Beginners start here: Finder windows

Sean McNamara
27 February, 2008
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The first thing a Mac user is presented with each time they start up their Mac is the Finder, Apple’s venerable file browser and application launcher which has seen several revamps since its early days — dating right back to 1984.

We’re going to have a look at some features of Finder windows which can make them more productive, and one or two which make them more fun.

A Finder window basically shows you the files and folders within — for example, folders, disks, search results, servers, or anything else which can contain files and folders.

Each item in the window has an icon to represent the type of item and a filename (to distinguish each item from other items).

The Finder has many preferences and settings which allow you to change the way items are displayed so that you can have them look just the way you want.

First, you get the choice of whether to view the contents as a List, as Icons, as a series of lists in Column view, or (in Leopard) in Cover Flow mode — these options are available from the View menu in the Finder. It’s well worth trying each one, but in Leopard, there’s a new twist to what the options do once selected. Previously, the setting would only affect the current window — in Leopard, every window opened subsequently has the same view setting applied to it.

Windows can have the Toolbar visible or hidden. The Toolbar, which contains buttons across the top of the window as well as the Sidebar, allows you to perform quick actions with a click of your mouse — for example, navigation to pre-set locations, or changing the "View as" setting. It’s also possible to change the Toolbar and Sidebar contents — choose "Customize Toolbar" from the View menu in the Finder, or choose "Preferences" in the Finder menu (next to the Apple menu), then click on the Sidebar tab to edit the presets.

If you need quick access to files or folders not part of Apple’s presets, you can put your own items on there — for the Toolbar, hold down the Option key while dragging the item to the Toolbar area of the window, for the Sidebar, just drag the item to the Sidebar, making sure you don’t highlight one of the existing items during the drag (otherwise the item you’re dragging will be placed inside the highlighted item). When the outline highlight changes to a blue line, you know you are adding the item — you can also click on the item and choose Add to Sidebar from the File menu (which has the keyboard shortcut of Command-T).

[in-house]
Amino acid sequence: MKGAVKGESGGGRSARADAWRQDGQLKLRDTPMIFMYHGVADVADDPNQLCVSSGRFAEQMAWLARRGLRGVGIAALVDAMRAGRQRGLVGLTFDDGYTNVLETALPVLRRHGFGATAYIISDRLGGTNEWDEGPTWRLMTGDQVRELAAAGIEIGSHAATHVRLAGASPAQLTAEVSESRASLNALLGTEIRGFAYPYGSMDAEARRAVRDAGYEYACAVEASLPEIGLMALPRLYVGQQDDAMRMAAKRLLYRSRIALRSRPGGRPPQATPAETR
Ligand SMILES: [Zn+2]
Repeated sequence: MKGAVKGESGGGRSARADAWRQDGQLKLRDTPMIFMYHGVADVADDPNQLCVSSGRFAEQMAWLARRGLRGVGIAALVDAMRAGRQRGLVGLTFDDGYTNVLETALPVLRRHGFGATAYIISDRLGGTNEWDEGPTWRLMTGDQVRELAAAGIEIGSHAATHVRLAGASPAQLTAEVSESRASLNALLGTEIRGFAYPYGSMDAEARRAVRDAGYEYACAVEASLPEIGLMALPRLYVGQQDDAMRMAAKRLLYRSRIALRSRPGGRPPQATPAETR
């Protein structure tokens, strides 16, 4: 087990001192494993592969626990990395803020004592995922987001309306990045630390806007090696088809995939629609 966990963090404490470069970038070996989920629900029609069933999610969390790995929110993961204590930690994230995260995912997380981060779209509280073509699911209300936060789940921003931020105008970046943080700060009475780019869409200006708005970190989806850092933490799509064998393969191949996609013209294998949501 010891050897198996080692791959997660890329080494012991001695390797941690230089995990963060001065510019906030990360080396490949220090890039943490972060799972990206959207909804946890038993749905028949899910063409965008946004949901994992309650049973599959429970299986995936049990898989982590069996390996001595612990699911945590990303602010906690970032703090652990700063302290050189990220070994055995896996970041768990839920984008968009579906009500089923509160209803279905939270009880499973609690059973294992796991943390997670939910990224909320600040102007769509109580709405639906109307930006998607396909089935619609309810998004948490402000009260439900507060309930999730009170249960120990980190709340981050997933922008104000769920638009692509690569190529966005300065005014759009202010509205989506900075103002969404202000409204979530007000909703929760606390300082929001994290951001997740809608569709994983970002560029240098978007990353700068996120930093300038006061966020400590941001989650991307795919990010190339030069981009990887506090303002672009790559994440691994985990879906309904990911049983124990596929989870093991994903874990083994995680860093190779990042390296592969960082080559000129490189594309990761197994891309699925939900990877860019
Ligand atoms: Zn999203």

To remove items from the Toolbar, you need to hold down the Command key while dragging the item off the Toolbar — for the Sidebar, a drag without holding down any keys will suffice. In both cases the link to the item (not the original item) will disappear in a puff of smoke.

To further customise your Finder windows, you can paste custom icons onto items so that they more accurately reflect the item’s contents — this is especially useful for folders, which all pretty well look the same (whereas files tend to have more individual icons, especially with live preview icons in Leopard, which is the default for displaying file icons). If you have a picture with something you’d like to use as an icon, open the picure in Preview (or any other image editing application), select the area you’d like to use, Copy (from the Edit menu, or Command-C), then click on the item you’d like to put the new icon onto. Choose "Get Info" from the File menu (or hit Command-I), then click on the existing icon at the top left of the Get Info window so it gets a faint blue haze, then Paste (Comamnd-V). The item’s icon will change to the clipboard’s contents.

Another fun customisation for Finder windows is to assign a picture background for a folder — you must be viewing the folder as Icons for the background to display. Just prepare the picture to the size you’d like, then choose "Show View Options" from the View menu (Command-J) — click Picture in the Background section at the bottom of that window, then hit the "Select…" button and navigate to your picture, then press Select. Your window will suddenly be much more personalised.

Learning how to get the most out of each "View as" option, as well as how to personalise Finder windows, can help you to get a whole lot more out of your file browsing experiences — I hope the above tips are just the beginning of your exploration of the Finder and its windows.

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